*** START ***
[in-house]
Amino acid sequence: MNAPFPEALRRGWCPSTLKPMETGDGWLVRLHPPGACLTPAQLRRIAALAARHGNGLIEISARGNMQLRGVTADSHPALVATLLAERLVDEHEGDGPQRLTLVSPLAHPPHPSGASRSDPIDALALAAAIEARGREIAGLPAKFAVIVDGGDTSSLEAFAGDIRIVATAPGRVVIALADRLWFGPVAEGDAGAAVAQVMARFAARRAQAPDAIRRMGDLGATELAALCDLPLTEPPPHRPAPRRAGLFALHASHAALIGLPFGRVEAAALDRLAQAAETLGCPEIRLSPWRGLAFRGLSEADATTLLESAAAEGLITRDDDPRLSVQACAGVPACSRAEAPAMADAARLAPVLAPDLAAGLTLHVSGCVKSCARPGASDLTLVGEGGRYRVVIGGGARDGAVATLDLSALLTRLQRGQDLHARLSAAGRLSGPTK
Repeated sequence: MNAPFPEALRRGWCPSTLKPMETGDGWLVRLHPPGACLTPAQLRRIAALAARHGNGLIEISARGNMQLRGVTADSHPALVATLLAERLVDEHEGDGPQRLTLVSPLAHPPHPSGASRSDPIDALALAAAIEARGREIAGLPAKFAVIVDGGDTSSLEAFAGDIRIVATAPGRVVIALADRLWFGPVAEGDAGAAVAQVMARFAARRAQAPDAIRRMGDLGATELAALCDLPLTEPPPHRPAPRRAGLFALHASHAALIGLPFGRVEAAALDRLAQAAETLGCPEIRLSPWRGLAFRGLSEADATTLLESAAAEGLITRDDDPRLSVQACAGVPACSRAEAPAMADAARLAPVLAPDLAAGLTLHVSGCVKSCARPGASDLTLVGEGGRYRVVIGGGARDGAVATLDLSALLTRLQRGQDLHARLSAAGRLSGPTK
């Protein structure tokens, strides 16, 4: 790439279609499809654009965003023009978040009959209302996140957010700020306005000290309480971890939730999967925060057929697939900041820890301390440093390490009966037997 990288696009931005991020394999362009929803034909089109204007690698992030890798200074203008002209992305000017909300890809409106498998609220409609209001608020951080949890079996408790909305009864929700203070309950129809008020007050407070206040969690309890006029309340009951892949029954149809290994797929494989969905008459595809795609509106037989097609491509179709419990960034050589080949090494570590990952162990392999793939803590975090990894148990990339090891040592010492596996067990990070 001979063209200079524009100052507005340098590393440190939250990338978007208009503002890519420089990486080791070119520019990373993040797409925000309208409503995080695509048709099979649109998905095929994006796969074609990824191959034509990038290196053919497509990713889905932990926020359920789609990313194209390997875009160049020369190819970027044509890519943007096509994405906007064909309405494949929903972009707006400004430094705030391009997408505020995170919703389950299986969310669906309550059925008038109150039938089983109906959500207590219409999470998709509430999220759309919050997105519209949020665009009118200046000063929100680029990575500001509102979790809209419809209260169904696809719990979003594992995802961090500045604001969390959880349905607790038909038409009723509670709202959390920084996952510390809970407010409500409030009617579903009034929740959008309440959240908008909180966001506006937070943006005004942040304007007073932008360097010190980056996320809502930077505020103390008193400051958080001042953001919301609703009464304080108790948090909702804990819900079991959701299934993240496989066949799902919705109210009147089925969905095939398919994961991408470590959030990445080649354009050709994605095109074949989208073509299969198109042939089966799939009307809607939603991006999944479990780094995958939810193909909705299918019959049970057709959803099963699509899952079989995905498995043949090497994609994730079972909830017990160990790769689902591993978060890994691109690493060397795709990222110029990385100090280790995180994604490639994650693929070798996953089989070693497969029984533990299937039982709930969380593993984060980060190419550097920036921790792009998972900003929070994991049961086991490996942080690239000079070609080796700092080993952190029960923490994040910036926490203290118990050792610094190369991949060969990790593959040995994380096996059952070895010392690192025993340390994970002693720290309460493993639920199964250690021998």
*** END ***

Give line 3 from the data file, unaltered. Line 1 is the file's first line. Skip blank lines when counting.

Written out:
Repeated sequence: MNAPFPEALRRGWCPSTLKPMETGDGWLVRLHPPGACLTPAQLRRIAALAARHGNGLIEISARGNMQLRGVTADSHPALVATLLAERLVDEHEGDGPQRLTLVSPLAHPPHPSGASRSDPIDALALAAAIEARGREIAGLPAKFAVIVDGGDTSSLEAFAGDIRIVATAPGRVVIALADRLWFGPVAEGDAGAAVAQVMARFAARRAQAPDAIRRMGDLGATELAALCDLPLTEPPPHRPAPRRAGLFALHASHAALIGLPFGRVEAAALDRLAQAAETLGCPEIRLSPWRGLAFRGLSEADATTLLESAAAEGLITRDDDPRLSVQACAGVPACSRAEAPAMADAARLAPVLAPDLAAGLTLHVSGCVKSCARPGASDLTLVGEGGRYRVVIGGGARDGAVATLDLSALLTRLQRGQDLHARLSAAGRLSGPTK